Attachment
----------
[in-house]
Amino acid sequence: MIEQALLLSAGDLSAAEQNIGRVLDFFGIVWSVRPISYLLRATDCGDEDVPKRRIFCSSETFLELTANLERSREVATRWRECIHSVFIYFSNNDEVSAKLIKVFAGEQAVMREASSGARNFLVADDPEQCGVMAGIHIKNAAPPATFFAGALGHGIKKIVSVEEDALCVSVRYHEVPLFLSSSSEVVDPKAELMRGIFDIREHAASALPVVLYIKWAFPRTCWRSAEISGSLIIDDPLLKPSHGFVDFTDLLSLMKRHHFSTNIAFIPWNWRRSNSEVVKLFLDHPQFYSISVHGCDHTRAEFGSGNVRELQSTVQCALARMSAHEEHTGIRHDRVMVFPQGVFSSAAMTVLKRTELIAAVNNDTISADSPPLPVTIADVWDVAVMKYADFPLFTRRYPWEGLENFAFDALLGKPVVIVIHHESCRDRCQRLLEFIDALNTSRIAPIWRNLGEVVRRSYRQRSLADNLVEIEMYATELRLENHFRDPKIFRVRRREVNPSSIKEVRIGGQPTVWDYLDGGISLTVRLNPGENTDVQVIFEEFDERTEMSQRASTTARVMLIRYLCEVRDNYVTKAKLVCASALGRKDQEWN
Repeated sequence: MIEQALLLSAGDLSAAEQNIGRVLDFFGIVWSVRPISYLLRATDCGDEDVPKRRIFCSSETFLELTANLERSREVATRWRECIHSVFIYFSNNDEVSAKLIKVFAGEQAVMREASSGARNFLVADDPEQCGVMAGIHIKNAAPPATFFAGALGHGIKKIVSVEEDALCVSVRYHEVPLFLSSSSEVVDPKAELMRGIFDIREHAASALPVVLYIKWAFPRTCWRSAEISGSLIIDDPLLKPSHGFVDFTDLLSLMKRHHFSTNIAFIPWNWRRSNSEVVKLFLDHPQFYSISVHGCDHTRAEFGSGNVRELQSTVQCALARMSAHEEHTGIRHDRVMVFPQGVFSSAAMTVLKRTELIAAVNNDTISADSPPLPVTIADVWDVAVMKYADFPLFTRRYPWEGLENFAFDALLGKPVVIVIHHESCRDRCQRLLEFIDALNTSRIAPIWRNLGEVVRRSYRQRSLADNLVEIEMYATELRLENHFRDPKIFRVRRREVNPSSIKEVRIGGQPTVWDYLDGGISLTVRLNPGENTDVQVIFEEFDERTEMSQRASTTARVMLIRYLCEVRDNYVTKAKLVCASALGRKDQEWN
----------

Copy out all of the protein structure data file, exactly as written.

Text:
[in-house]
Amino acid sequence: MIEQALLLSAGDLSAAEQNIGRVLDFFGIVWSVRPISYLLRATDCGDEDVPKRRIFCSSETFLELTANLERSREVATRWRECIHSVFIYFSNNDEVSAKLIKVFAGEQAVMREASSGARNFLVADDPEQCGVMAGIHIKNAAPPATFFAGALGHGIKKIVSVEEDALCVSVRYHEVPLFLSSSSEVVDPKAELMRGIFDIREHAASALPVVLYIKWAFPRTCWRSAEISGSLIIDDPLLKPSHGFVDFTDLLSLMKRHHFSTNIAFIPWNWRRSNSEVVKLFLDHPQFYSISVHGCDHTRAEFGSGNVRELQSTVQCALARMSAHEEHTGIRHDRVMVFPQGVFSSAAMTVLKRTELIAAVNNDTISADSPPLPVTIADVWDVAVMKYADFPLFTRRYPWEGLENFAFDALLGKPVVIVIHHESCRDRCQRLLEFIDALNTSRIAPIWRNLGEVVRRSYRQRSLADNLVEIEMYATELRLENHFRDPKIFRVRRREVNPSSIKEVRIGGQPTVWDYLDGGISLTVRLNPGENTDVQVIFEEFDERTEMSQRASTTARVMLIRYLCEVRDNYVTKAKLVCASALGRKDQEWN
Repeated sequence: MIEQALLLSAGDLSAAEQNIGRVLDFFGIVWSVRPISYLLRATDCGDEDVPKRRIFCSSETFLELTANLERSREVATRWRECIHSVFIYFSNNDEVSAKLIKVFAGEQAVMREASSGARNFLVADDPEQCGVMAGIHIKNAAPPATFFAGALGHGIKKIVSVEEDALCVSVRYHEVPLFLSSSSEVVDPKAELMRGIFDIREHAASALPVVLYIKWAFPRTCWRSAEISGSLIIDDPLLKPSHGFVDFTDLLSLMKRHHFSTNIAFIPWNWRRSNSEVVKLFLDHPQFYSISVHGCDHTRAEFGSGNVRELQSTVQCALARMSAHEEHTGIRHDRVMVFPQGVFSSAAMTVLKRTELIAAVNNDTISADSPPLPVTIADVWDVAVMKYADFPLFTRRYPWEGLENFAFDALLGKPVVIVIHHESCRDRCQRLLEFIDALNTSRIAPIWRNLGEVVRRSYRQRSLADNLVEIEMYATELRLENHFRDPKIFRVRRREVNPSSIKEVRIGGQPTVWDYLDGGISLTVRLNPGENTDVQVIFEEFDERTEMSQRASTTARVMLIRYLCEVRDNYVTKAKLVCASALGRKDQEWN